Monday, June 3, 2019

AHRMA NJMP 2019

This year the AHRMA New Jersey M/S Pk event moved from it's traditional mid July date to Memorial Day Weekend.  I addition to my ERTT, I brought my CRTT 250 Sprint, which hadn't been on the track in over two years when it had a somewhat abortive return after another over two year layoff when it dropped a valve at Daytona '14.  In the mean time extensive cylinder head work had been done, new piston and valves, and a new exhaust system.  Also new for this event was a Helite inflatable vest.  This is worn over the leathers and is activated by a tether to the bike.  While a little difficult to get on and off and once I forgot to attach the tether when I went out for a race, I was please that it didn't get in the way or seem too hot.
Kurt Lentz stands next to my ERTT 350 with my CRTT 250 in the background.  Kurt and I started roadracing the same weekend, Memorial Day Weekend, 1972 at Bridgehampton, N.Y. and, while he isn't racing now, is still very much involved.
One thing that was not new were the tires on my 250.  If I'm reading the date codes correctly, the rear was manufactured the 35th week of 2008 (3508) and the front from the 47th week of 2004 (4704).  I have records that I installed them April '10 and March, '06, respectively, and a year and a half between manufacture and installation doesn't seem unreasonable.  These are the Dunlop KR 124A and KR 825 that haven't been made for years and which I liked so much.  So, my first practice on the 250 I took very gingerly initially, but gradually upped the pace and the tires seemed fine.  The bike ran alright, but seems to 'hunt' or 'surge' at higher revs.  I remember when we ran the bike on Pete Talabach's dyno, we backed off the ignition timing several times getting more power, then reduced the main jet several times until it made less power.  I hadn't gone back to the bigger jet that made the most power.  So I changed it before the race.  My 350 seemed good from the get-go.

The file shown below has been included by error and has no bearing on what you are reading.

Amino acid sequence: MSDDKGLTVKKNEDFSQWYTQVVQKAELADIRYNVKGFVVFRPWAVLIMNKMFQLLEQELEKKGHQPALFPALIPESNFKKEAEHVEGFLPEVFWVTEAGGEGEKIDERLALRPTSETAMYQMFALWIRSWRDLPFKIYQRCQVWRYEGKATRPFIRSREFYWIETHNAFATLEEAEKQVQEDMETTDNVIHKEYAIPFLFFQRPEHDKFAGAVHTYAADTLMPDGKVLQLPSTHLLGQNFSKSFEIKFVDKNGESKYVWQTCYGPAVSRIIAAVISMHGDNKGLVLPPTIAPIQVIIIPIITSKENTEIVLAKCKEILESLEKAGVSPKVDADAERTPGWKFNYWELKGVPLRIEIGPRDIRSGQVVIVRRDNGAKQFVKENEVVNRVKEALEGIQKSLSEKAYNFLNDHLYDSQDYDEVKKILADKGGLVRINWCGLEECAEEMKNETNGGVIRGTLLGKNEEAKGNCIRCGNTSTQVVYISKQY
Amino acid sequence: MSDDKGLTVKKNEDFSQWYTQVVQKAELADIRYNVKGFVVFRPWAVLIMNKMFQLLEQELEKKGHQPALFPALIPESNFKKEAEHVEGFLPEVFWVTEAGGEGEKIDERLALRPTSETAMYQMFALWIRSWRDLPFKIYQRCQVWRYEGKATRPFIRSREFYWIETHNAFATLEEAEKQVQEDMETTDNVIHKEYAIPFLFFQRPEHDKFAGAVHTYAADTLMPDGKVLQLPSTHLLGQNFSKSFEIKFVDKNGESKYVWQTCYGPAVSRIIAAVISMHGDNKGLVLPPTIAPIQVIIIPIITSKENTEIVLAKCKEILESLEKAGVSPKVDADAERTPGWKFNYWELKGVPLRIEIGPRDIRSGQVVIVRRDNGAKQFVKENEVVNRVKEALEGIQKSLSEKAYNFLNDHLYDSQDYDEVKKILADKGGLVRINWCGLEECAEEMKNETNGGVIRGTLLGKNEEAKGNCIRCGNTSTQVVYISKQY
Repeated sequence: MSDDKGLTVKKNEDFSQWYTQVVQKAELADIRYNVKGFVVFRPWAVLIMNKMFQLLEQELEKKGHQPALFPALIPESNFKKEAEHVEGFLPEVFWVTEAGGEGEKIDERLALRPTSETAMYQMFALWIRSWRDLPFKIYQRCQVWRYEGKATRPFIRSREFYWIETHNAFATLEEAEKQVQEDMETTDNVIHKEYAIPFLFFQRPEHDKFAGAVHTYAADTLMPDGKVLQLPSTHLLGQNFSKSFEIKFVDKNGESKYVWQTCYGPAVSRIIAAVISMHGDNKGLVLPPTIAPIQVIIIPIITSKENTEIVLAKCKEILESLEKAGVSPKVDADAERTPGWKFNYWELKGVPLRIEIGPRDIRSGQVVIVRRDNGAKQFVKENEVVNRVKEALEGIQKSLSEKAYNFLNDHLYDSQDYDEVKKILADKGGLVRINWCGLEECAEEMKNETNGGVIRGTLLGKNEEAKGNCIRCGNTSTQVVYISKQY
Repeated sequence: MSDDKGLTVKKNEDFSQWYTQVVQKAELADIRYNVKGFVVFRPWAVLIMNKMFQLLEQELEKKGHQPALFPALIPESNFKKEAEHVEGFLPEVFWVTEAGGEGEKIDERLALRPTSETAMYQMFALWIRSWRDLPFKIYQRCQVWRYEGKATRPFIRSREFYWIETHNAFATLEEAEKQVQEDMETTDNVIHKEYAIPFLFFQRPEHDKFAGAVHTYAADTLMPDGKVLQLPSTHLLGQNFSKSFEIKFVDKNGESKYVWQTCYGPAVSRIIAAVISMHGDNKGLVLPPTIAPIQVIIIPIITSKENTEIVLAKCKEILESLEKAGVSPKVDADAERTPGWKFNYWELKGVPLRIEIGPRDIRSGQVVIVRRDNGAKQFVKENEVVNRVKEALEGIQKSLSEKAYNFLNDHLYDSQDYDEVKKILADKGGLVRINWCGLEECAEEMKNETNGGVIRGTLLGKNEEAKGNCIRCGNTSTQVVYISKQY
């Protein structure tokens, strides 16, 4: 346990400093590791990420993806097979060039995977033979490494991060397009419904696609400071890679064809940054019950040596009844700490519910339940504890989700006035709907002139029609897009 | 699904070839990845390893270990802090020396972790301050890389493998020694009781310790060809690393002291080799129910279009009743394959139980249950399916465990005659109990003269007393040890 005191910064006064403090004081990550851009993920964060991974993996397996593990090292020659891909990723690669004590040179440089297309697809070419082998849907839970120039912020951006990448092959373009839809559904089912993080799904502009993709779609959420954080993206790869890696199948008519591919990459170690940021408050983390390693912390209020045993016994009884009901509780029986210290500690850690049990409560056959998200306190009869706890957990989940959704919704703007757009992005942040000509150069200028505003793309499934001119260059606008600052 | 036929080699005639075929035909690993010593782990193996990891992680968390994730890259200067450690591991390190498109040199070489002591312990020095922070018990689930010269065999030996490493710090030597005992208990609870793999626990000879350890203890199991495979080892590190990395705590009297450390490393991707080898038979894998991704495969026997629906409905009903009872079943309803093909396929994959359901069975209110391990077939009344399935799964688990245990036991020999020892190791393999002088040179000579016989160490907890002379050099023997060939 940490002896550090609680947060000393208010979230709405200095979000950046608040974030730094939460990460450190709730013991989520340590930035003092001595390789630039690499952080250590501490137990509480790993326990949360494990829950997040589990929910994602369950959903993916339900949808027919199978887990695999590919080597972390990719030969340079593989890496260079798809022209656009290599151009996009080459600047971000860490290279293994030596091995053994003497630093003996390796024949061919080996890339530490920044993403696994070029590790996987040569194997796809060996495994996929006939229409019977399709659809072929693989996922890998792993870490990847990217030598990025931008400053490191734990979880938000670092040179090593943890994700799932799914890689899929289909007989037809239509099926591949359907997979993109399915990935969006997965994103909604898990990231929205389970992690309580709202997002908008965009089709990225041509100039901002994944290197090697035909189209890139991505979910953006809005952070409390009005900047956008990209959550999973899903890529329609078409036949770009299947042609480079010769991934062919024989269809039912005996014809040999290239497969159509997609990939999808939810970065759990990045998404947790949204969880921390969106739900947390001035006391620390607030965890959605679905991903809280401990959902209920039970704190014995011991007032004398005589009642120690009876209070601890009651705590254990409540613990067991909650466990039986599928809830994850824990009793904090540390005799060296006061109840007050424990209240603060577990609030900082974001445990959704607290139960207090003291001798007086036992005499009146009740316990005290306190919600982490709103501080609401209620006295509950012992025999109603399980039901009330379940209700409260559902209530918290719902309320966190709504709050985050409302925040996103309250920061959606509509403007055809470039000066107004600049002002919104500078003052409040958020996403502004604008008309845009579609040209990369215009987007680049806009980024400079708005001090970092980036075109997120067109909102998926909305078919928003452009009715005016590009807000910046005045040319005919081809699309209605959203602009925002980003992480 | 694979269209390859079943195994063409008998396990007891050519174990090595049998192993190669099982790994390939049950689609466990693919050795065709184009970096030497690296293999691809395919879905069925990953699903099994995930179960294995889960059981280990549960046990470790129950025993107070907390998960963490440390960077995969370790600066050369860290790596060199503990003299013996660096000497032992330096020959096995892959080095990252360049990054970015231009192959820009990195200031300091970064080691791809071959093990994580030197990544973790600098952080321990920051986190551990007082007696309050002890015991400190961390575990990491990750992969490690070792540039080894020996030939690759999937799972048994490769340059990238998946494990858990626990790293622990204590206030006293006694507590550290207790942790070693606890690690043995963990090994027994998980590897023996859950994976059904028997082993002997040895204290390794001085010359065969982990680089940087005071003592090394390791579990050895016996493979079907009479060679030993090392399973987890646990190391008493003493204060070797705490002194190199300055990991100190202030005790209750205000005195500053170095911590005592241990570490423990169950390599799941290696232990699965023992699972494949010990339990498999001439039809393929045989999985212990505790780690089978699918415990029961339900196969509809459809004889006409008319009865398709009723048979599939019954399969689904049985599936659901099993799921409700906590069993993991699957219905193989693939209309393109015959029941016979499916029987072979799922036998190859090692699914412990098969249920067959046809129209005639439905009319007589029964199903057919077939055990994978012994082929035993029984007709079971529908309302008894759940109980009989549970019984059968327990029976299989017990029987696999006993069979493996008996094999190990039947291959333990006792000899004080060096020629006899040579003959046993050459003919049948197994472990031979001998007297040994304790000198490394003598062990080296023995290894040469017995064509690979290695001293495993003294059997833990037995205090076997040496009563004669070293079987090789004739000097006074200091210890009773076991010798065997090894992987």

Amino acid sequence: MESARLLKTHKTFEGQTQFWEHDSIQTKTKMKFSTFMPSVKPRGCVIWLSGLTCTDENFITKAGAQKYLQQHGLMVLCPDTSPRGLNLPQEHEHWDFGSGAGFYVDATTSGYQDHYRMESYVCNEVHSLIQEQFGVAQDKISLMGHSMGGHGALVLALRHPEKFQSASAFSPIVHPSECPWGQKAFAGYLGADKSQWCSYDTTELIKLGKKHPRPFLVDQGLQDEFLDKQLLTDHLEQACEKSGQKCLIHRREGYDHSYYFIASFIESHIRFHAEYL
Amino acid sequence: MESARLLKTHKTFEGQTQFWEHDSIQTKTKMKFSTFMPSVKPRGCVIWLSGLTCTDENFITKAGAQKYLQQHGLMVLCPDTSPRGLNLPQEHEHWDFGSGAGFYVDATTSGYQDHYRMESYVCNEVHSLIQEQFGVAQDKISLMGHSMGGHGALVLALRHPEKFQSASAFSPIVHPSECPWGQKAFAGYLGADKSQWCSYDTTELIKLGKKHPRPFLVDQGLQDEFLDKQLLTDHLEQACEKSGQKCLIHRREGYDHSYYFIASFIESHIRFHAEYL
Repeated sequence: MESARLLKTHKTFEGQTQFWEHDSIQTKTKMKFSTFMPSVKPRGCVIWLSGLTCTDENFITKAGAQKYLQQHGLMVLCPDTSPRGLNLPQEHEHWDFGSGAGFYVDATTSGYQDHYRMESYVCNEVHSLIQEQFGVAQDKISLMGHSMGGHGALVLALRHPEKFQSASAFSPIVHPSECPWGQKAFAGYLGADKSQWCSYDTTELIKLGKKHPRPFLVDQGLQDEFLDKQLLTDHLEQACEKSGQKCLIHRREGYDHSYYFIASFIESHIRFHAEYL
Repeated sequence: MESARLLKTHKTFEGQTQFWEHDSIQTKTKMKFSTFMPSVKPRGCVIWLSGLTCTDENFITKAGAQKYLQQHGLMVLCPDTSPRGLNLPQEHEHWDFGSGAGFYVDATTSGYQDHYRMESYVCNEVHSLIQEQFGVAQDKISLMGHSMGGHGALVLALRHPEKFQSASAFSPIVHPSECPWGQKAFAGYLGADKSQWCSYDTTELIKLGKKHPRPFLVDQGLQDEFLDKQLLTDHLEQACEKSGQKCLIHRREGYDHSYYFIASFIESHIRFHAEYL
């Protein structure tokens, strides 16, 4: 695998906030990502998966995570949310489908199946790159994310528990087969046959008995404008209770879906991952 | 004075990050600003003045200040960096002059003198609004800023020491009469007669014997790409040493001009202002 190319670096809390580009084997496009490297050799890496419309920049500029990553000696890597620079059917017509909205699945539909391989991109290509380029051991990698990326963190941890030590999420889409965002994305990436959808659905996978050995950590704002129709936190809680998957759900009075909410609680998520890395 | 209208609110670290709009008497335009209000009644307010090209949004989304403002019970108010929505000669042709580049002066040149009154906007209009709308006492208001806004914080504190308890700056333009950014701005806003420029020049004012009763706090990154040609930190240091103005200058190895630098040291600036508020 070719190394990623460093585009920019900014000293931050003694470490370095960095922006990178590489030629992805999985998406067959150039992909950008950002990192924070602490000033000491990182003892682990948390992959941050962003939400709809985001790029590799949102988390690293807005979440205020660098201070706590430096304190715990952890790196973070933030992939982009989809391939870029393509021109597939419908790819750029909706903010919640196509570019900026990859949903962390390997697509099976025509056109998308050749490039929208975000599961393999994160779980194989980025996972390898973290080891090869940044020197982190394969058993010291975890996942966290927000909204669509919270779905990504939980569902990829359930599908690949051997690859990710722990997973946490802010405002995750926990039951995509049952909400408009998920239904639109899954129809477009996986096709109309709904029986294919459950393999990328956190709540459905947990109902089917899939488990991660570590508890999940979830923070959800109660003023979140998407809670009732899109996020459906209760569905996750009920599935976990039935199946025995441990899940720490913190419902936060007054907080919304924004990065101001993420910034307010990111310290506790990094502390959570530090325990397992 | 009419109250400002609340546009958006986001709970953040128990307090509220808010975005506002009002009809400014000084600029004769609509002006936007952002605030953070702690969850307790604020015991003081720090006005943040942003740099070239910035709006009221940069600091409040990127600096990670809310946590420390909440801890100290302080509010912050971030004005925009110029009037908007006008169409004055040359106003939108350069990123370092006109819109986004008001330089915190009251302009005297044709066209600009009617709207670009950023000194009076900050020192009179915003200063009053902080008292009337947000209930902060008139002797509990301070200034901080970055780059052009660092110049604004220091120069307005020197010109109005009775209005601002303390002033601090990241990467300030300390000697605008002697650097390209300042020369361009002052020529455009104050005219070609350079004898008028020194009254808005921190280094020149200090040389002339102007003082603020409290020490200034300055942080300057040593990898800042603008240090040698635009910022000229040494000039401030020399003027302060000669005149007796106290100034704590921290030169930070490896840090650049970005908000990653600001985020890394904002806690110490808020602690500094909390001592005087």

The 250GP class was gridded behind the Sound of Singles 1, the biggest and most modern singles, in the first wave with Novice Historic Production in the second wave.  This seemed like a crazy combination but is a consequence of having too many classes and the difficulty of fitting them all in.  I counted on getting lapped.  I quickly got to the front of the 250s and, sure enough, as I was finishing my 6th lap, I saw the starter getting the last lap flag ready.  Bill Gillis on his 690 KTM powered Kramer came flying past at the end of the straight and sucked me into turn #1.  So, I ended up 1st in class and 4th overall.  I was pleased by the bike performance, though it still surged at the higher RPMs and I suspected the remote float.  It was more rigidly mounted than on my 350 and the motor does vibrate some, so I suspected fuel frothing.  John Melniczuk said that he thought he had some very small rubber mounts at his shop some 10 miles away and he'd bring them to me in the morning.